Video Gallery

Iowa corn field

This gallery is a collection of videos recorded during the 2019 ADBCAP Symposium on May 15 and the May 16 workshop. The entire playlist of YouTube videos includes recordings of discussions and reflections that are not posted on this page. Please click on this link to view and watch the entire playlist.

May 15 Symposium

Welcome and a Word from our Sponsor: ADBCAP Director Julie Smith welcomes the audience, makes announcements, provides an overview of the project goals and team, and introduces Michelle Colby from USDA NIFA to discuss NIFA programs in biosecurity. Dr. Smith goes over the plan for the day before introducing the next speaker.
A Systems Approach to Improving Biosecurity Investments: Chris Koliba presents an overview of how the Social Ecological Gaming and Simulation (SEGS) laboratory at the University of Vermont uses innovative approaches to help solve complex real world problems and provides a graphical illustration of the operational, tactical, and strategic levels at which the lab has investigated biosecurity-related choices and consequences in agricultural production systems.
Serious Games and Decision Making: Scott Merrill and Luke Trinity of the SEGS laboratory at the University of Vermont explain how experiments run with a game-like interface helped them examine the effects of risk perception and information on biosecurity decision-making by farm workers at the operational level of agricultural production. They present results of the “compliance” game.
Willingness to Invest in Livestock Biosecurity: Evidence from Digital Field Experiments: Scott Merrill, Ollin Langle, and Eric Clark of the SEGS laboratory at the University of Vermont present results of the “protocol adoption” game designed to query choices at the tactical level (by managers or owner/operators) of production systems. They present some unexpected findings in answer to the question: “How does the level of information a farm manager or owner/operator have about the biosecurity levels and contamination of surrounding farms impact their willingness to invest in additional biosecurity measures at their own farms?”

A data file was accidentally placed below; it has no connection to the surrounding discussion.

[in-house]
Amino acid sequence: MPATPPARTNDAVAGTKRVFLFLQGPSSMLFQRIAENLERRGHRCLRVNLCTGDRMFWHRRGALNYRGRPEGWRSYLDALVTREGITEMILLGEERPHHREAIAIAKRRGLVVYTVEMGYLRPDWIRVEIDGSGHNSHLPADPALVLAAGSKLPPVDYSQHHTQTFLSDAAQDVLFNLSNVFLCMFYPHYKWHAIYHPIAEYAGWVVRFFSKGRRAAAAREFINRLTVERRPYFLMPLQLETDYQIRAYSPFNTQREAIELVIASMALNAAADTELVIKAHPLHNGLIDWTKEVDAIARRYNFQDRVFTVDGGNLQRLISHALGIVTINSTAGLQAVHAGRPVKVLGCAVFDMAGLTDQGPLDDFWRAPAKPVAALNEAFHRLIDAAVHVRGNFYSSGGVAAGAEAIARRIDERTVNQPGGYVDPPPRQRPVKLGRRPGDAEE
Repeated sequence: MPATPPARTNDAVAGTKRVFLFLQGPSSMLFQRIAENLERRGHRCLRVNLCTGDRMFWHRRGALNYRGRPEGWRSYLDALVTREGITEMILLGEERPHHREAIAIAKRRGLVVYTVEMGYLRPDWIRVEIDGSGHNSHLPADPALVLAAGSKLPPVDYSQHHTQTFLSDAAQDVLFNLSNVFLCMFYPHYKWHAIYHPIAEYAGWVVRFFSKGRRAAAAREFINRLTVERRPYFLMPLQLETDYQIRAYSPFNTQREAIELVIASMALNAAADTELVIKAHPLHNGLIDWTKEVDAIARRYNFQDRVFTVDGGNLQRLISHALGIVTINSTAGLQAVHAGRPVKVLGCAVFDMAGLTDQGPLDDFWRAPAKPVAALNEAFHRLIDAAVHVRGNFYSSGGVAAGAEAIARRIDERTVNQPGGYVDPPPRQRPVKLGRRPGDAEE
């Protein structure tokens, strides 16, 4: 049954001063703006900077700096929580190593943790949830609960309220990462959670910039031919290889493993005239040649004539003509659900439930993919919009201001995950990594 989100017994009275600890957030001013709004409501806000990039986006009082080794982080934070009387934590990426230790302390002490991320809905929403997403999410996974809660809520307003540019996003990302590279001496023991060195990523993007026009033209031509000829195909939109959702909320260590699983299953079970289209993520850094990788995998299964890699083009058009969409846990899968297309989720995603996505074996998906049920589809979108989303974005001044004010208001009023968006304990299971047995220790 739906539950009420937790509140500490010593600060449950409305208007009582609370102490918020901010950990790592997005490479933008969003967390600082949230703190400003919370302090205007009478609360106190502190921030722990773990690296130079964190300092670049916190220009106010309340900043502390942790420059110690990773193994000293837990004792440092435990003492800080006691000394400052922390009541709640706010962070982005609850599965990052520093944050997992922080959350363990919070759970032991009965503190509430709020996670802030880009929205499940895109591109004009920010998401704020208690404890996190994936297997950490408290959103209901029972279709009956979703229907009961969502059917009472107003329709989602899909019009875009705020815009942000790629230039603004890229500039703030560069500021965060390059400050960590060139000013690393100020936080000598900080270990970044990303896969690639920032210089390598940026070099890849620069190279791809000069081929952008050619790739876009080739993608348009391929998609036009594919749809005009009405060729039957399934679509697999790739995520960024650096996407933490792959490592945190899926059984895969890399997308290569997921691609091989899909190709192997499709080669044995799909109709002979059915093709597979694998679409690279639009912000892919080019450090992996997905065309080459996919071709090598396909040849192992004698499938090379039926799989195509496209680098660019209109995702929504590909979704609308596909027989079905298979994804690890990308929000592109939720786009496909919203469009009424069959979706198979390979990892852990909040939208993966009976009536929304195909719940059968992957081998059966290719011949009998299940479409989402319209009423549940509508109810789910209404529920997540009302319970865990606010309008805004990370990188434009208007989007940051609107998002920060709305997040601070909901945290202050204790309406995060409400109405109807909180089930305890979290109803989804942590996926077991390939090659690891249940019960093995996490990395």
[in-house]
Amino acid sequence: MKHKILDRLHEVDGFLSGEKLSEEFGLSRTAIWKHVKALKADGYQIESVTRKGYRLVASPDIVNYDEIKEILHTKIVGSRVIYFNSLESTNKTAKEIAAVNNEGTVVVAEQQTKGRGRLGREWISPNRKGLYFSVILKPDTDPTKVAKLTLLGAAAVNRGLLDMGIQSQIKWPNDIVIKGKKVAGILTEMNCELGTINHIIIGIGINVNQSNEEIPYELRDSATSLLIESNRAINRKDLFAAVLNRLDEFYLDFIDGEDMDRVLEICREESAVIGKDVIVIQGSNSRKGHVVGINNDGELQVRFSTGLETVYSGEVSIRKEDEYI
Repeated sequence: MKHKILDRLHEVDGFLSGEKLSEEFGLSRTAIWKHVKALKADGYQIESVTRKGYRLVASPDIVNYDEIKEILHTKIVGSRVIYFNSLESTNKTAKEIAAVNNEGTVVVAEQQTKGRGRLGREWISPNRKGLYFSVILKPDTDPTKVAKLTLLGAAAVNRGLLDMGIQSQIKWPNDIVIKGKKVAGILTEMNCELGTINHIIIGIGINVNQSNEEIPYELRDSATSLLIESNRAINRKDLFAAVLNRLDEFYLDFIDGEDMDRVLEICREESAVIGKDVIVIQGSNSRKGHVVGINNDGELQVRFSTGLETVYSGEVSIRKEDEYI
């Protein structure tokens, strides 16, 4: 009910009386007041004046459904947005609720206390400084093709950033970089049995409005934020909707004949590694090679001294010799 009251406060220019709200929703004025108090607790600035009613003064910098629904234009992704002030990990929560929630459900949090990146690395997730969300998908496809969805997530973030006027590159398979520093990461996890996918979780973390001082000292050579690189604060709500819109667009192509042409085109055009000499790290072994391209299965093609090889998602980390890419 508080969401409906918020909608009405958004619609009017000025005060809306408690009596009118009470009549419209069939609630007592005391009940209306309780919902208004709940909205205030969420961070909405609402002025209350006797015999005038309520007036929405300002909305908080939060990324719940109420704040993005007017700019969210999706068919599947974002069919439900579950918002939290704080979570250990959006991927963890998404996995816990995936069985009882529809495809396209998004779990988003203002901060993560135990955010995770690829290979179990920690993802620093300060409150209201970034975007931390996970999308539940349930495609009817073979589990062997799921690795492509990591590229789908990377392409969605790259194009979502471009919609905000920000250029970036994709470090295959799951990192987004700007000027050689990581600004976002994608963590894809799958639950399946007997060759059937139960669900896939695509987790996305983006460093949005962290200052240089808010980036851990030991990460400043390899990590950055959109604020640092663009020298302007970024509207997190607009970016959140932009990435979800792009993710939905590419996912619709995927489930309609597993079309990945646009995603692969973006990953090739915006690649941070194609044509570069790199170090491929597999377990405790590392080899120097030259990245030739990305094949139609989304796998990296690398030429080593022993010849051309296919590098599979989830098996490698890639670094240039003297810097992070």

US Swine Survey Insights: Glynn Tonsor of Kansas State University presents results based in large part on the work of Lee Schulz of Iowa State University to understand the implications of various indemnity policies. A survey administered to hog producers throughout the country focused on two primary issues: indemnity expectations and how these expectations affect the adoption of biosecurity measures. Tune in at the 6-minute mark for some key take-aways.
Information Sharing in the Beef Cattle Industry: Glynn Tonsor of Kansas State University provides an analysis of survey-derived data on private market choices when premiums or discounts are offered for animals with traceability attributes. As expected, cow-calf producers and feedlots respond inversely to these signals, and neither situation without external incentives results in adoption of traceability for a majority of cattle. Tonsor ends with a teaser for results of a survey exploring how government policy in terms of foreign animal disease control strategies affects producers’ willingness to report suspected diseases.
Socio-Psychological Determinants of Cattle Producers’ Intent to Comply with Animal Disease Control Practices: Using data collected previously by Amy Delgado, Asim Zia of the University of Vermont discusses the use of structural equation modeling to build causal models of factors influencing behavior, in this case under the framework of the Theory of Planned Behavior. The findings shed light on communication and trust-building approaches regulatory agencies might use to improve compliance of cattle producers with regulatory requirements in a foreign animal disease outbreak.
A Stimulated Production System for Strategic Decisions on Disease Control: Gabriela Bucini, Eric Clark, and Ollin Langle from the University of Vermont discuss and demonstrate agent-based models (ABM) used to model animal disease outbreaks while accounting for human behavior. These models can be used to explore the interaction between operational level decisions and policies implemented at the strategic level. Models show that greater risk tolerance (and less adoption of biosecurity) makes outbreaks less predictable and more likely to be widespread and severe. Shifting the distribution of behaviors (from baseline determined by the “protocol adoption” game) away from risk tolerance to risk aversion moderates the size and severity of modeled outbreaks. Future work can focus on effective ways to encourage risk aversion/biosecurity implementation.
Risk Communication, the IDEA Model and Improving Biosecurity: PEDv as a Case Study: Risk and crisis communication specialists, Timothy and Deanna Sellnow of the University of Central Florida, introduce the IDEA Model, an effective instructional model, applied to motivating swine producers to take appropriate action in response to porcine epidemic diarrhea virus (PEDv). The elements of the model are internalization, distribution, explanation, and action.